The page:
Early detection of cancer still remains a concern for Fiji.
In launching the World Cancer Day in Suva over the weekend, Fiji’s Deputy Prime Minister Manoa Kamikamica says now more than ever people need to work together to help patients get the help they need.
“First and foremost, we must prioritise prevention and early detection. This means investing in community-based education and screening programs, particularly in under-resourced areas – alongside removing financial barriers to preventive services so that no one has to choose between their health and their financial security.”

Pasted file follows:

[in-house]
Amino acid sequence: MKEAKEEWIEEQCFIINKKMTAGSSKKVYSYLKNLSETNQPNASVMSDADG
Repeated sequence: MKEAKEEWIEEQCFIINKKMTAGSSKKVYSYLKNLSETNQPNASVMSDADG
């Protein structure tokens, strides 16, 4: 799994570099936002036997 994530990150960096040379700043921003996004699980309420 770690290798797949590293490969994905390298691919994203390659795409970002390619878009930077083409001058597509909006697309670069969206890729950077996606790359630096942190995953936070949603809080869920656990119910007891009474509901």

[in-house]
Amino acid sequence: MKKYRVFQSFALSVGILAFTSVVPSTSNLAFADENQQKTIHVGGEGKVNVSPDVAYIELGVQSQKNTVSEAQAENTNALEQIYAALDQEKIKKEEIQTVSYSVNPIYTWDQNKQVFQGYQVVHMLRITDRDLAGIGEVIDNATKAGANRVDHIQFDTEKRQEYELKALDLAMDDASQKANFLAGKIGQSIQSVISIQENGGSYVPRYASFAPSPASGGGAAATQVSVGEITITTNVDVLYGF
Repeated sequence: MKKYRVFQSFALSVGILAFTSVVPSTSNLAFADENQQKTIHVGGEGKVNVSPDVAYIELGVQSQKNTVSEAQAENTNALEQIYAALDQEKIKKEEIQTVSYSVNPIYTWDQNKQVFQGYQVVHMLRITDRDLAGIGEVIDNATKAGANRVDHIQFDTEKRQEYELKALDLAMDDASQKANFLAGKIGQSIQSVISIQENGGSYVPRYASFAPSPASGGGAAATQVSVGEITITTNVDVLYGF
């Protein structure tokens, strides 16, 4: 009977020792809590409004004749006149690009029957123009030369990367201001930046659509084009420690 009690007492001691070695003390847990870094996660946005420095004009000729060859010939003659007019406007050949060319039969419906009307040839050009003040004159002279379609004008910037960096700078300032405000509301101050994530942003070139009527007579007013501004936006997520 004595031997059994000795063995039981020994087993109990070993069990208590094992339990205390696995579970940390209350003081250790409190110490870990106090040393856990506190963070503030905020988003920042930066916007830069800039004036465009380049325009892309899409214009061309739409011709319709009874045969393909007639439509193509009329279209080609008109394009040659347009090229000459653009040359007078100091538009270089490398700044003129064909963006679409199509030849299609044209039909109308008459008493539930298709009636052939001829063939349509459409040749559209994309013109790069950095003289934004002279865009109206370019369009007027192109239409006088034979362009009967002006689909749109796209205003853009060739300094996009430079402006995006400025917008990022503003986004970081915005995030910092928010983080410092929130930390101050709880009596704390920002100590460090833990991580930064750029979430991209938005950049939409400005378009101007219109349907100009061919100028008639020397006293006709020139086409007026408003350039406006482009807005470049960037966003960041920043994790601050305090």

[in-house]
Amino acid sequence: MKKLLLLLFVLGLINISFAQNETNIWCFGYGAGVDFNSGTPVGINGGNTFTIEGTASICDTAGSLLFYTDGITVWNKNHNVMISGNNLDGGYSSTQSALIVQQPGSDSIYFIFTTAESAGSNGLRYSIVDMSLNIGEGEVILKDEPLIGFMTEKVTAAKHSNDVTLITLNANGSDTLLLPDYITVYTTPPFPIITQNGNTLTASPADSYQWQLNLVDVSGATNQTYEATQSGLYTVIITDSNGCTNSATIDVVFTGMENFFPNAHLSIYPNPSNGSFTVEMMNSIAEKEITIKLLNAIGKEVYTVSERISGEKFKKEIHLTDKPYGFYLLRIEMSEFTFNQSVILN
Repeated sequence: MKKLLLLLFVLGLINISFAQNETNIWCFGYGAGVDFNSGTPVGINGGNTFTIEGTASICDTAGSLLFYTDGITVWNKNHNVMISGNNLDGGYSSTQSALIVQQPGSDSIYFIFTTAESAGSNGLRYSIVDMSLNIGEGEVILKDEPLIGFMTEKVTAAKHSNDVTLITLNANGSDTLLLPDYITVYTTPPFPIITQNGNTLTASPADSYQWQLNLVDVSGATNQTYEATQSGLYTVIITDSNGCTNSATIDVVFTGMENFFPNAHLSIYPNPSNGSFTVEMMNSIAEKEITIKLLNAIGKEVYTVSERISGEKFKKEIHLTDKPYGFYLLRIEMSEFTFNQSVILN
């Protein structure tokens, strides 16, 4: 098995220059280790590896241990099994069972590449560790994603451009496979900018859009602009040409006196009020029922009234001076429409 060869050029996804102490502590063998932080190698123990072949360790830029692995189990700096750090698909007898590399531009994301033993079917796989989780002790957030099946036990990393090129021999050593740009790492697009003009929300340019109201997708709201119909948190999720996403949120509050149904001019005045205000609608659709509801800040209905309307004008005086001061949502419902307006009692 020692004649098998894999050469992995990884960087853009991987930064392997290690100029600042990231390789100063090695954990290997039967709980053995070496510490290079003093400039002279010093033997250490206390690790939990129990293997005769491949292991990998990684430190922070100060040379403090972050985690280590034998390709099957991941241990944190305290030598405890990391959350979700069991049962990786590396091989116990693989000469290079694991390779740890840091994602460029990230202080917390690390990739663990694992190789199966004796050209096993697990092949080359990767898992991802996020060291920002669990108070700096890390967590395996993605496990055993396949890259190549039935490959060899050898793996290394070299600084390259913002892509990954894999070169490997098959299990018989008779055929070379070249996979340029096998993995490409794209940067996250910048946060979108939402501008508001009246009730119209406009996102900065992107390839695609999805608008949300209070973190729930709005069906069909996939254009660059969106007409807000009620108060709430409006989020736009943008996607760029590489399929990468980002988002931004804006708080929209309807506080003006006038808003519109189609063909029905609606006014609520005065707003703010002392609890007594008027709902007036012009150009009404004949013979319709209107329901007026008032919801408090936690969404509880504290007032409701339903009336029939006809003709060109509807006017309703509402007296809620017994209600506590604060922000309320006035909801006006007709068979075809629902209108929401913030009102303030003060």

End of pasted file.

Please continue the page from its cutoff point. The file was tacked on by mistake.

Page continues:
Kamikamica said the fear of death continues to be a main factor in victims taking long to seek help and sometimes this is too late to get the appropriate help.
“That is why early detection is so important, because being diagnosed at later stages limits treatment options and often the outcomes are less favorable – a crossroad no family has to brave considering the financial burden that comes with cancer care, forcing families to make impossible choices between healthcare and other basic necessities.”
The gathering also heard from health professionals and acknowledged the hard work done by those involved in the care of cancer patients.